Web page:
COVID-19 cases have risen in most states, largely because of new and more contagious omicron subvariants, dwindling immunity to both vaccines and previous infections, and fewer people in masks, according to a White House briefing Wednesday.
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While the CDC estimates that nearly 60% of all Americans have had COVID-19 at this point, there’s still a lot of unpredictability and unknowns about how much this immunity protects people from future variants.
What health officials do know is that immunizations and booster shots offer further protection against COVID-19 — whether or not people have recently tested positive for the virus.
More than 64% of Delawareans are fully vaccinated as of Thursday, but more than 70% of children ages 5 to 11 are not yet fully vaccinated.
“This is of great concern to me as a public health official and pediatrician,” Rattay said, referring to low pediatric immunization rates in Delaware and across the country. “We don’t typically see such hesitation in families in our pediatric population.”
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Despite reports showing that the Pfizer vaccine was well tolerated in this 5- to 11-year-old age group, Rattay says parents still have significant safety concerns. She advised all families to contact their pediatrician or healthcare provider with any questions, rather than seeking information on social media or other sources.
Precautions and Policies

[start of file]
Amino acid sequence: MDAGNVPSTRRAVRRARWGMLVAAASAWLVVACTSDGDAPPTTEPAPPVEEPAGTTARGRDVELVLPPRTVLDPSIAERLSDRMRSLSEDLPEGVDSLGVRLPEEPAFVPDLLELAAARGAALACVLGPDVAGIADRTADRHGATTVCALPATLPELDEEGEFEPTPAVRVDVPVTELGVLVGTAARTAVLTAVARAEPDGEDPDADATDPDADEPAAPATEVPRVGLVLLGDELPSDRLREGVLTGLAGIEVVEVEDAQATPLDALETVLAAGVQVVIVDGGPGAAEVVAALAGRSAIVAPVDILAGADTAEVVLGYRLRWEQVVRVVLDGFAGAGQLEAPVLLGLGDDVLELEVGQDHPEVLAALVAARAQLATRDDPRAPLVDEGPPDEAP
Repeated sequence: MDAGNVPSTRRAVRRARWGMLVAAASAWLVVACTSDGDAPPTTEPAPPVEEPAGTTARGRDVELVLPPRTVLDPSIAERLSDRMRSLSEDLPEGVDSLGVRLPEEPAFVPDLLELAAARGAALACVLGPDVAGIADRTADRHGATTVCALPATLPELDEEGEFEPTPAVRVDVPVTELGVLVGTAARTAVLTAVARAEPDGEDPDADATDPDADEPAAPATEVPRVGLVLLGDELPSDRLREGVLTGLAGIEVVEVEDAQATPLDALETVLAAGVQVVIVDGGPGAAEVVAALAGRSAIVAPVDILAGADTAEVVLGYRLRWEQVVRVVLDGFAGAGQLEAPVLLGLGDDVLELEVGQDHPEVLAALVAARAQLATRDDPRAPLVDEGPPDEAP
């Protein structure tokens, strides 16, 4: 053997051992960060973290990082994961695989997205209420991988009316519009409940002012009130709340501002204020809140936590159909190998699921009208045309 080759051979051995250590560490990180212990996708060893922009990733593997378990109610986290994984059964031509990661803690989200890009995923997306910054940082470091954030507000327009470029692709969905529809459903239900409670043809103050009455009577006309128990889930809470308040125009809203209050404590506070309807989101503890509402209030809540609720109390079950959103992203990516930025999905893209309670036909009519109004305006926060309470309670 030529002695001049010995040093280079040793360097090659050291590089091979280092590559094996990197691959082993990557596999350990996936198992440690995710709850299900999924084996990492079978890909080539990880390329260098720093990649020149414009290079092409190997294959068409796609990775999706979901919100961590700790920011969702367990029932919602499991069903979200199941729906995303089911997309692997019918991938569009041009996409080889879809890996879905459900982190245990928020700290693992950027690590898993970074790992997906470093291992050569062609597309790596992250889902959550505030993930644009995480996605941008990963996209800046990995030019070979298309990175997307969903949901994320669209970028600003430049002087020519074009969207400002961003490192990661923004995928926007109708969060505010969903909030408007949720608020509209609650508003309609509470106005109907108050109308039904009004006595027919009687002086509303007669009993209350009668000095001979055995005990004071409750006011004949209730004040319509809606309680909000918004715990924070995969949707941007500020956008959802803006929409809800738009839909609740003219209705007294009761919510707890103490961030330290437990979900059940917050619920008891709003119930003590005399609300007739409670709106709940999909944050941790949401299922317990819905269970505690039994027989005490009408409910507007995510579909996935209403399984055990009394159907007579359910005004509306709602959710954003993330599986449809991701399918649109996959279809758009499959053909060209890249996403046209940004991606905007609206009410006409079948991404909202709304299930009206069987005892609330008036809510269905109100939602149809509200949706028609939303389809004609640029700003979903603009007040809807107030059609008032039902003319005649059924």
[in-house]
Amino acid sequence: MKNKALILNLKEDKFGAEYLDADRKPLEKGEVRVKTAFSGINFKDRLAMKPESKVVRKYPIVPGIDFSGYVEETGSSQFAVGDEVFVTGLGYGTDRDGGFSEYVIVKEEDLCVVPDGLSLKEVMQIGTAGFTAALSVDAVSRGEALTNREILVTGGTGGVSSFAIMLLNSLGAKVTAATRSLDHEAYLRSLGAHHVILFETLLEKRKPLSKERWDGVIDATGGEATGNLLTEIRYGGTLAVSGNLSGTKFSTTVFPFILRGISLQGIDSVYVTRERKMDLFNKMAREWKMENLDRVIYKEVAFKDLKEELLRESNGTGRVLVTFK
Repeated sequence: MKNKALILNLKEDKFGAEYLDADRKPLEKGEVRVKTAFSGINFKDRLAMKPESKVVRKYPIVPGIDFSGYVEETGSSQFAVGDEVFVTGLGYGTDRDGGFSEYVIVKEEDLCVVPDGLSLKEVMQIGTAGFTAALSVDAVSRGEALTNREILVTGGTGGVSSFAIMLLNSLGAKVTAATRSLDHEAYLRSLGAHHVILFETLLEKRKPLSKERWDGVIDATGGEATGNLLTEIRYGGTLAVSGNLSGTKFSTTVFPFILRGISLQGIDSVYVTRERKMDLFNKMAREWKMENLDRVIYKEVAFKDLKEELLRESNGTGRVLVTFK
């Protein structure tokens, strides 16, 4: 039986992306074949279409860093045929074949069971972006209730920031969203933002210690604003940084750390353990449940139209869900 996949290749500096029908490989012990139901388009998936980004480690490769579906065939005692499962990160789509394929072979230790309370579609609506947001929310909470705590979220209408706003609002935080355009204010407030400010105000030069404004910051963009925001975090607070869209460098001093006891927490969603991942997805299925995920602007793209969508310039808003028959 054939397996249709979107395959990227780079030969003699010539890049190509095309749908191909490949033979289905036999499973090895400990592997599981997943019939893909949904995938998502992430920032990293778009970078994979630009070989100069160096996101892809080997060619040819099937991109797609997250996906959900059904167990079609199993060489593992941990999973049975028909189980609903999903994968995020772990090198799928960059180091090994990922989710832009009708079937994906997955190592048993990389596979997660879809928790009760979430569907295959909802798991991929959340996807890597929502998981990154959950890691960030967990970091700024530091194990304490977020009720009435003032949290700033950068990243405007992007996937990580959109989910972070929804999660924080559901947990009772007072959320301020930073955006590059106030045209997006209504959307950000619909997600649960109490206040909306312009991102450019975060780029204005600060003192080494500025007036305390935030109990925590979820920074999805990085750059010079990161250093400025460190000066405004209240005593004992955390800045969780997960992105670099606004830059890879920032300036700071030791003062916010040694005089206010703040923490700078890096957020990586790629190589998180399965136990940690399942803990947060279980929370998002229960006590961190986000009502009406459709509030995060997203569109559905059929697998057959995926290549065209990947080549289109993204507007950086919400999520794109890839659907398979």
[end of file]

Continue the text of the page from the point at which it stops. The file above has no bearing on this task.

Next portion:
Now, as cases in Delaware are rising again, Rattay advised people to remember what resources are still available to protect them from contracting COVID — most importantly, staying up to date on vaccines and booster shots.
While people are clinging to some optimism as masks become rarer and fewer people die from COVID-19, it’s important to remain cautious, Rattay said.
This is especially true for people at high risk — such as those over the age of 65 who are immunocompromised or have chronic conditions — or those who spend time with other people who are at high risk or who are unvaccinated.
Here are some things Rattay says people can do to stay alert:
- Get the second refresher if you are over 50 years old.
- Consider wearing a mask more often in public spaces, especially indoors.
- If you have symptoms of illness, stay home and get tested.
- If you have been exposed, get tested and wear a mask in the meantime.
- If you are not vaccinated, it is advisable to test regularly.
- If you have tested positive, notify those you have been in contact with and stay home. Ask your doctor about possible treatment options.
“Delawareans have been hearing these recommendations, many of them for two years. And they have the tools in the tool box,” Rattay said. “You know what the right thing is. So we really hope that people are doing what is necessary to protect themselves and each other.”
Emily Lytle covers Sussex County from the inland towns to the beaches. She also wants to tell powerful stories about the health and well-being of communities across Delaware. Contact her at [email protected] or 302-332-0370. Follow her on Twitter at @emily3lytle.